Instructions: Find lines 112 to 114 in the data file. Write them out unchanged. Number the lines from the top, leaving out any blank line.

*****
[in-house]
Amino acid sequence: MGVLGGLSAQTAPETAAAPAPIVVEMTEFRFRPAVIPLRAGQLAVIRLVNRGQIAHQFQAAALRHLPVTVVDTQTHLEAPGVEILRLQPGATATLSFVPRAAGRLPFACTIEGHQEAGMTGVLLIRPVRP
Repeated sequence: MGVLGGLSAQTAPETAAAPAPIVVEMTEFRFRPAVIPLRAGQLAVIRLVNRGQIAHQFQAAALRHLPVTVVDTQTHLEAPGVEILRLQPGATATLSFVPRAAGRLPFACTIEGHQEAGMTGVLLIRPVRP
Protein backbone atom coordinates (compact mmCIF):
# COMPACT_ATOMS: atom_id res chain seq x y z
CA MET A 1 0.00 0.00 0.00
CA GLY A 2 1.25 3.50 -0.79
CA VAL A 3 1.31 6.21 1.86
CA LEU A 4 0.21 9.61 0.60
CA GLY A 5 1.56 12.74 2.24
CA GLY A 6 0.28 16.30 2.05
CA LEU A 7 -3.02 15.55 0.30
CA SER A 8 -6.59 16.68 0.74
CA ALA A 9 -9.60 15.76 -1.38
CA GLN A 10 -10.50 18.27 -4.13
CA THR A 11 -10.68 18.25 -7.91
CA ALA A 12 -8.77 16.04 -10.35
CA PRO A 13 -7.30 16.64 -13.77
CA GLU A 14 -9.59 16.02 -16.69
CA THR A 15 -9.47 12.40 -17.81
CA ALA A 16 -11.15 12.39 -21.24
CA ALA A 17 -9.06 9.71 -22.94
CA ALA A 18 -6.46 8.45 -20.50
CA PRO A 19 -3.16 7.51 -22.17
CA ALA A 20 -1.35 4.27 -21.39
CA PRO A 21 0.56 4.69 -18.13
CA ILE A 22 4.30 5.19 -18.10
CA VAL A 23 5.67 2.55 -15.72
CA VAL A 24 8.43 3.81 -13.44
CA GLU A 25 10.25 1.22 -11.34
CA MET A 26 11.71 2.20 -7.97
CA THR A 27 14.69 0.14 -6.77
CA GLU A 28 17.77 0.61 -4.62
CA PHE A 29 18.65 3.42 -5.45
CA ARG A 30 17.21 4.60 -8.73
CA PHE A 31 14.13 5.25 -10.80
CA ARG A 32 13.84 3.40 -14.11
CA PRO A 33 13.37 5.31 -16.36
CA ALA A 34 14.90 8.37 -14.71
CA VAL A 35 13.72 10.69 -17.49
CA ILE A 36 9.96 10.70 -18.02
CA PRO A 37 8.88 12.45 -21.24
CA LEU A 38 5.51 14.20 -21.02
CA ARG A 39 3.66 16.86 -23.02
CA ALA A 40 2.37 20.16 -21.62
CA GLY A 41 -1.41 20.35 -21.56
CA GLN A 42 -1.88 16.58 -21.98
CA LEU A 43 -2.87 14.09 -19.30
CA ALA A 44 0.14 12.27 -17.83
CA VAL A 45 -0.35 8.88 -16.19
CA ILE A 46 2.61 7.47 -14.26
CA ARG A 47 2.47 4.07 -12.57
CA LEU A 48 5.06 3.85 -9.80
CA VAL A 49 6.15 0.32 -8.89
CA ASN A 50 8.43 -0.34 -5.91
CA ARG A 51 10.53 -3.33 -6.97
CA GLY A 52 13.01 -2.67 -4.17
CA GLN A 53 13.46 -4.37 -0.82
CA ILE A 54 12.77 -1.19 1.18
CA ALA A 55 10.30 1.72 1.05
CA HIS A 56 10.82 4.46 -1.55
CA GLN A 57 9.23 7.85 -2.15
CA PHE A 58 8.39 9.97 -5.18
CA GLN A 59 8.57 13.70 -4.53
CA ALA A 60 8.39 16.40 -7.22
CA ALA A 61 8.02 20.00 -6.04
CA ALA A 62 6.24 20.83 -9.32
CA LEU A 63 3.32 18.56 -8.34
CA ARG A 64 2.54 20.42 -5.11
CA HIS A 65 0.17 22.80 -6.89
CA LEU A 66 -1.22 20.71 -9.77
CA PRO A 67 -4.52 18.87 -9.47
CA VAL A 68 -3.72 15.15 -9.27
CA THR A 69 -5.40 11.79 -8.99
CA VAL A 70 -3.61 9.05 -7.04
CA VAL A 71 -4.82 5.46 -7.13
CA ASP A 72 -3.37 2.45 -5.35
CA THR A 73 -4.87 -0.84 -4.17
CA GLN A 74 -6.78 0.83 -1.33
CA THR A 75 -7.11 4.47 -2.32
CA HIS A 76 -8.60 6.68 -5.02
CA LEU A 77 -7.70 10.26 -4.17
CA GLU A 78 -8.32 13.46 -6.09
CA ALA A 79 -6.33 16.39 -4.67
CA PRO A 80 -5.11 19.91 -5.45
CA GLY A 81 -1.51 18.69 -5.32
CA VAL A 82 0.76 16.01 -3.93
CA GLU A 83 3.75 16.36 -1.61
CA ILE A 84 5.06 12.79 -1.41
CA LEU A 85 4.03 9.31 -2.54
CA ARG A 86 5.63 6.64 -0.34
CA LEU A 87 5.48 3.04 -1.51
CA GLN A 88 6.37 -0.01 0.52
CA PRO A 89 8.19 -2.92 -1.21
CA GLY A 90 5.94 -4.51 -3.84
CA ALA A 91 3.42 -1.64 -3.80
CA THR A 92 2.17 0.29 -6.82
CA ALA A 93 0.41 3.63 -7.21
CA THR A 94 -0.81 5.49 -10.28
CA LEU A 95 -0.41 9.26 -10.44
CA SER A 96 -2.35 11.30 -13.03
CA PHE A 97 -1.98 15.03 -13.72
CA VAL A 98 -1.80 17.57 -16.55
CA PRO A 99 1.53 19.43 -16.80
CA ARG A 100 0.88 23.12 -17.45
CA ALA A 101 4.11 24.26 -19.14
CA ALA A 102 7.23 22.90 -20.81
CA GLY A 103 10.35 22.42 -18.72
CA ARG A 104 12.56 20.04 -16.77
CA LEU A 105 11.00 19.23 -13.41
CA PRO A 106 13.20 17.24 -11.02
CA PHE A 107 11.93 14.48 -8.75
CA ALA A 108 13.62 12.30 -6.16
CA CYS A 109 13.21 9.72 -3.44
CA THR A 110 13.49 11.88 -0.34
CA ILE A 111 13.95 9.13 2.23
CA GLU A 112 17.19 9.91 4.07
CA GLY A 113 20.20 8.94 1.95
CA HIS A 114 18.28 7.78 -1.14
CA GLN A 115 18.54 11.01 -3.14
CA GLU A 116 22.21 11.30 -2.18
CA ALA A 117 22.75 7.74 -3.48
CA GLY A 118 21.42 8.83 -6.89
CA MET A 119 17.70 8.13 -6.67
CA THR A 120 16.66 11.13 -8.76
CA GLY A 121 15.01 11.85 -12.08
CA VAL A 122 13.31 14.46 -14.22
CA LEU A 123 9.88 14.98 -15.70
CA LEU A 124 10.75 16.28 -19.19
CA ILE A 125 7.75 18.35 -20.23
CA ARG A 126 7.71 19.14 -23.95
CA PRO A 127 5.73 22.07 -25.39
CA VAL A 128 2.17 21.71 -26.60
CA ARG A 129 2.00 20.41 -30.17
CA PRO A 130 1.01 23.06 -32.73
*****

CA PHE A 107 11.93 14.48 -8.75
CA ALA A 108 13.62 12.30 -6.16
CA CYS A 109 13.21 9.72 -3.44